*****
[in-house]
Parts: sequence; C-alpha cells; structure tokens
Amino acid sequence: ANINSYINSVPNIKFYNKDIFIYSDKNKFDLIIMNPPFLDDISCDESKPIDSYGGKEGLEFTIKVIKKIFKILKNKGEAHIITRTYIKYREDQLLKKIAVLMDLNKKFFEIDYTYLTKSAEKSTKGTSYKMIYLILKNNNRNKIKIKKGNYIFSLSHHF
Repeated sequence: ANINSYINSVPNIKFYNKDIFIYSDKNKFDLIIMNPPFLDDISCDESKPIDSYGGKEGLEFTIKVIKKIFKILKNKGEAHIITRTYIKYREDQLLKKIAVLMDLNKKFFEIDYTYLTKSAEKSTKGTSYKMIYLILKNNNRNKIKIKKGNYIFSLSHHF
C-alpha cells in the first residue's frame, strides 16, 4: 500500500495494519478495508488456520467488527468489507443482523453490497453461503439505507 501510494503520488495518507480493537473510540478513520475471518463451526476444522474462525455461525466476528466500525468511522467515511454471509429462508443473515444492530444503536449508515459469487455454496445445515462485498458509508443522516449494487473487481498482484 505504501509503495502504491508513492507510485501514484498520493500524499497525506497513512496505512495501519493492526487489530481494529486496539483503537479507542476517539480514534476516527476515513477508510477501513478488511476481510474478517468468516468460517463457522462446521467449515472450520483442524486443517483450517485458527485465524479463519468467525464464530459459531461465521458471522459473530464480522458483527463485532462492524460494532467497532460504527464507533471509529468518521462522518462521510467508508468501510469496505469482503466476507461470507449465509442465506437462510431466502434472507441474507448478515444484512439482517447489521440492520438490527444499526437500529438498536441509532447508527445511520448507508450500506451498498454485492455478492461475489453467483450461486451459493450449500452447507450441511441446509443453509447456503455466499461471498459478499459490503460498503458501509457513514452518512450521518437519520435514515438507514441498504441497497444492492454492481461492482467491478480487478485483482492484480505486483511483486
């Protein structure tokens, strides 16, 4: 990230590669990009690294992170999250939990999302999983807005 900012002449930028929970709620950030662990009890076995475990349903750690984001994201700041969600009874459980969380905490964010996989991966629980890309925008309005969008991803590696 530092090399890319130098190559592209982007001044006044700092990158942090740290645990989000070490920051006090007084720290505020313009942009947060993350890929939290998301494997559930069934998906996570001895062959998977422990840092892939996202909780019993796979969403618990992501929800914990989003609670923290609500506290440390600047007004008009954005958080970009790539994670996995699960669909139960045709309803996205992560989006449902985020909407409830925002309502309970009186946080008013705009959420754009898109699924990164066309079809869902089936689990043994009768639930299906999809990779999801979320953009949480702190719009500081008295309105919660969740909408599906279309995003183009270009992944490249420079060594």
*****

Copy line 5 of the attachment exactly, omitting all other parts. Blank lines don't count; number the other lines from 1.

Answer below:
C-alpha cells in the first residue's frame, strides 16, 4: 500500500495494519478495508488456520467488527468489507443482523453490497453461503439505507 501510494503520488495518507480493537473510540478513520475471518463451526476444522474462525455461525466476528466500525468511522467515511454471509429462508443473515444492530444503536449508515459469487455454496445445515462485498458509508443522516449494487473487481498482484 505504501509503495502504491508513492507510485501514484498520493500524499497525506497513512496505512495501519493492526487489530481494529486496539483503537479507542476517539480514534476516527476515513477508510477501513478488511476481510474478517468468516468460517463457522462446521467449515472450520483442524486443517483450517485458527485465524479463519468467525464464530459459531461465521458471522459473530464480522458483527463485532462492524460494532467497532460504527464507533471509529468518521462522518462521510467508508468501510469496505469482503466476507461470507449465509442465506437462510431466502434472507441474507448478515444484512439482517447489521440492520438490527444499526437500529438498536441509532447508527445511520448507508450500506451498498454485492455478492461475489453467483450461486451459493450449500452447507450441511441446509443453509447456503455466499461471498459478499459490503460498503458501509457513514452518512450521518437519520435514515438507514441498504441497497444492492454492481461492482467491478480487478485483482492484480505486483511483486